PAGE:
Here comes the sun!...and the bill for $575 million!  Just last week, Minnesota utility regulators approved a huge solar project to be located in the area of Becker Minnesota about 20 miles southeast of St. Cloud.  I'm just curious if North Dakota will begin to financially embrace future solar farms in our state. Now before y'all get out your torches and pitchforks and join some social media mob...

I remember a time not so long ago we laughed at wind power.

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Now, these wind turbines have surpassed the telephone pole as the official state tree.

I guess I don't get out enough because, on my trips across the state this summer, I was genuinely surprised to see so many wind farms popping up across the prairie. So before you're so quick to say it's never going to happen in your backyard, don't be too shocked to see solar sneak into the state.

With a generous donation from the good folks in North Dakota.

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In my summer travels across the Midwest, I also saw quite a few solar farms.  That's just the view from the highway, I presume they are already also popping up all over the prairie. Just not on the scale of Xcel energy's Sherco Solar. AP News reports on the scale of the project.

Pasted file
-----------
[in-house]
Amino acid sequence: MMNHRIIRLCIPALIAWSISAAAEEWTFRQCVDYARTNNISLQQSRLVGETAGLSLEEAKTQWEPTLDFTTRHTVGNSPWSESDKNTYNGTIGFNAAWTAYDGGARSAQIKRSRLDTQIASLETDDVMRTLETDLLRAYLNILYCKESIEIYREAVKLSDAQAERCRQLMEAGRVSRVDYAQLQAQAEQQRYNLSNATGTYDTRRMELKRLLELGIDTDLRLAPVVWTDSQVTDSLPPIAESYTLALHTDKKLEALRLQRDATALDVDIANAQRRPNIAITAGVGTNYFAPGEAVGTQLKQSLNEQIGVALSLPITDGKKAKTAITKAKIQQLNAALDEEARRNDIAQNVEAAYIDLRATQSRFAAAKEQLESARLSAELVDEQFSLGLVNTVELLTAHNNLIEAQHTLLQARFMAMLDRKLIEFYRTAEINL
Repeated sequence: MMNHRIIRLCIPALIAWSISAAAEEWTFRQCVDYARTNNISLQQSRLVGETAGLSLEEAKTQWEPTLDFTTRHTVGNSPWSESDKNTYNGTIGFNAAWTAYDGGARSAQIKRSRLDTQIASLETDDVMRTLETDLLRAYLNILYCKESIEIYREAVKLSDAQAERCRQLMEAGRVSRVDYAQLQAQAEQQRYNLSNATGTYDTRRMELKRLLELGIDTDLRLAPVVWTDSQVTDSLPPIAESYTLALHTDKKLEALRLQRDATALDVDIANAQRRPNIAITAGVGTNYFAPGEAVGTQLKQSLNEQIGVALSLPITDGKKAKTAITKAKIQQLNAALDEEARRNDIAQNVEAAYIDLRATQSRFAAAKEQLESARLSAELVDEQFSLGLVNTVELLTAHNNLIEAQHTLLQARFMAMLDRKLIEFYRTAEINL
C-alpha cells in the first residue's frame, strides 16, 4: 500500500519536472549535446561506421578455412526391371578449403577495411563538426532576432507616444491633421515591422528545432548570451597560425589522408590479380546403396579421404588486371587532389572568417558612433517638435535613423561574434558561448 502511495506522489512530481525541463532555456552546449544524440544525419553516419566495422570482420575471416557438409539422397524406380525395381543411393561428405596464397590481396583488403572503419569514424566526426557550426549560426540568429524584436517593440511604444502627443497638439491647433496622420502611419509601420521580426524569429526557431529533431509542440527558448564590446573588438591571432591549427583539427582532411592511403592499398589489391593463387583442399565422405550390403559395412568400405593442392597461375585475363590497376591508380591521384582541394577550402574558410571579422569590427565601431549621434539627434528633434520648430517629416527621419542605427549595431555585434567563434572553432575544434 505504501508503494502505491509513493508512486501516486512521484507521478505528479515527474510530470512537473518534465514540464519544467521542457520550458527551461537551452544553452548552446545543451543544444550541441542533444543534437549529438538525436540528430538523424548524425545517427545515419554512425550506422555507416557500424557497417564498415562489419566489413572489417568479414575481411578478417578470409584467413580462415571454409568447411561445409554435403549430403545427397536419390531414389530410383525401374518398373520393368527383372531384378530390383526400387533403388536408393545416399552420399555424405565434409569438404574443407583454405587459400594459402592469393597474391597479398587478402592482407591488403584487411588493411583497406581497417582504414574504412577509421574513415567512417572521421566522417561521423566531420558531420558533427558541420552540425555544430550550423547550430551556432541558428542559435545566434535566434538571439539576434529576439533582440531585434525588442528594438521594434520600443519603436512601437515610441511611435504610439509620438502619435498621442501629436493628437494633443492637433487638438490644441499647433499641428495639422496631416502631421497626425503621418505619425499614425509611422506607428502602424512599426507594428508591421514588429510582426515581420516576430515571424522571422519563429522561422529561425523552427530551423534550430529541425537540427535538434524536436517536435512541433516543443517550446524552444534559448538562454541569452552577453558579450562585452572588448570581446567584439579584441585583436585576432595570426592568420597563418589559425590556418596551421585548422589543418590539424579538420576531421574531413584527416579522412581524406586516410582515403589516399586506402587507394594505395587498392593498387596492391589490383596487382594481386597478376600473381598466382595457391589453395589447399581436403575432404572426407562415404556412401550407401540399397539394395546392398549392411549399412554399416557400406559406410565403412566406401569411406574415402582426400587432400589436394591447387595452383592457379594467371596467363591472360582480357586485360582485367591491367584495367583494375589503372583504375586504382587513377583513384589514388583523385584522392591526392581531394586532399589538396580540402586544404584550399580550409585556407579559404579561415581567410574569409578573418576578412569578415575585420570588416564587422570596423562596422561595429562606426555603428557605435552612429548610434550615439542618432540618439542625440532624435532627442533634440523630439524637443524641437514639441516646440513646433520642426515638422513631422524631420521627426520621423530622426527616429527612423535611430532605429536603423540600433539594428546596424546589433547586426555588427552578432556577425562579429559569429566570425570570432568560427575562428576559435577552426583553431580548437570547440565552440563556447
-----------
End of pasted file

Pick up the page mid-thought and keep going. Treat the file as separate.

The solar plant would cover 3,497 acres in the Becker area and would crank out 460 megawatts of electricity when the sun is shining. Currently, the largest single solar farm in Minnesota is Xcel’s 100-megawatt facility in Chisago County.

It will be the largest solar farm in the upper Midwest and is being built to help replace electricity that will be lost when over the next seven years they shut down the three coal plants also in the Becker area.  Project organizers are saying up to 900 construction jobs will be created to get the farm built. Jobs are nice, but so is keeping your $575 million in the bank. Here's the part that could dim solar's immediate future in OUR state-

Who's paying for this darn thing?

The state Public Utilities Commission voted unanimously to allow Xcel Energy to recover costs for the new solar farm from the taxpayers. Commissioners touted the project for its environmental benefits and an expected economic boost.

The dirty fact is that these days people don't want dirty power.  Dirty power is the perception of coal-fired energy and there is a movement around the country to eliminate coal entirely. In Minnesota's case, the Public Utilities Commission seems to think the people of Minnesota are willing to pay a hefty price to do just that.


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